I gotta be me

The song “I Gotta Be Me” has been performed by lots of singers since it first appeared in a Broadway musical in 1968, Golden Rainbow, written by Walter Marks.  Everyone from Sammy Davis to Stevie Wonder to Tony Bennett and most recently by Cory Monteith as Finn Hudson on the TV series Glee have performed it.  Why is it so popular?  I think it is because the lyrics resonate with our deepest convictions.  I know it speaks it me to the point I choke up nearly every time I hear it performed.

For those of us with RA, we struggle with finding and keeping the “me” we now “gotta be”.  One could argue that RA robs us of our identity, especially in the early stages when the fear and changes are overwhelming.  Where is the “old me”? Will I ever be the same?

I realized as time went on coping with RA, that despite the changes thrust upon me thanks to a chronic disease, I still believed and lived by the notion that “I gotta be me”. There are some really powerful lyrics in this song that I feel speak directly to those of us dealing with RA.

“I want to live, not merely survive
And I won’t give up this dream
Of life that keeps me alive

I gotta be free, I’ve gotta be free
Daring to try, to do it or die
I’ve gotta be me”

What a mantra that is to live by!  It can truly be a guiding force when you are doubting your resolve.  So often when we are in the midst of the chronic pain and stress and doubts and fears that accompany RA, we feel like we have lost ourselves, never to be found again.

But when that happens, we must push the pause button, take a step back, take a deep breath.  Only then can we fully examine who we are.  I know that over the 15 years of having RA I have certainly changed.  Some good, some not so good.  The not so good are mostly out of my control and are the direct result of the limitations caused by RA.  OK, so those I can not do much about.  But there is still A LOT I can control.   I can control who my “RA team” will be.  I can control my attitude.  I can control who I choose to share my life with, both professionally and personally.  I can control what activities that are available and possible for me I will participate in and when and with whom I will do them.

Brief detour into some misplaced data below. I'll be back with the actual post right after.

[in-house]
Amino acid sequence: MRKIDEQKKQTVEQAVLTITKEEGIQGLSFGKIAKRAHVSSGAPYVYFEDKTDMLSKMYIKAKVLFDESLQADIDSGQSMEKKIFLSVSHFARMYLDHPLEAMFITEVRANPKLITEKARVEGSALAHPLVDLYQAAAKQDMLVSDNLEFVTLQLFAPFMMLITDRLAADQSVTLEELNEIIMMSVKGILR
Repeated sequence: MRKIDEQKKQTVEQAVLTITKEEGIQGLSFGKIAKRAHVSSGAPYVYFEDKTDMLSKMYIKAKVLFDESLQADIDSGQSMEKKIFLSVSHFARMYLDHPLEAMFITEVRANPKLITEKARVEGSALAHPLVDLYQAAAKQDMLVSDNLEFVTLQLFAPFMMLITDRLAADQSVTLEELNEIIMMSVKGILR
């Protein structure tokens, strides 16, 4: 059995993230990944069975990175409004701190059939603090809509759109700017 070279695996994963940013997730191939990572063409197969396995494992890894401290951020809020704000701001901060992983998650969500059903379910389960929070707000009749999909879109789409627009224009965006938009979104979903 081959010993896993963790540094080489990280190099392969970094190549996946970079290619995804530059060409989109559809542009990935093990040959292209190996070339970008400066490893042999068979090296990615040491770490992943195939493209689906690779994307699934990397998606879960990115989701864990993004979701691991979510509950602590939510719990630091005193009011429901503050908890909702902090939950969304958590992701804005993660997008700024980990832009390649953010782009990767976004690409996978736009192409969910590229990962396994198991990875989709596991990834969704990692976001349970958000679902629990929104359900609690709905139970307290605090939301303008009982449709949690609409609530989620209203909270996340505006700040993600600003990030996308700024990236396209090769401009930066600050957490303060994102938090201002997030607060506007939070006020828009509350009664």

The good changes that have accompanied RA are that certain aspects of my life are now crystal clear to me.  There is no cloudiness when it comes to who I am and what I need to manage my RA.  I have done the time, figured it out, sorted out the options and know the process inside and out.  There is always room to learn more, grow in my management of RA, add tools to my RA Toolbox, etc. but I am determined and confident that after all is said and done “I gotta be me” or life with RA will not be successful and THAT is NOT an option!

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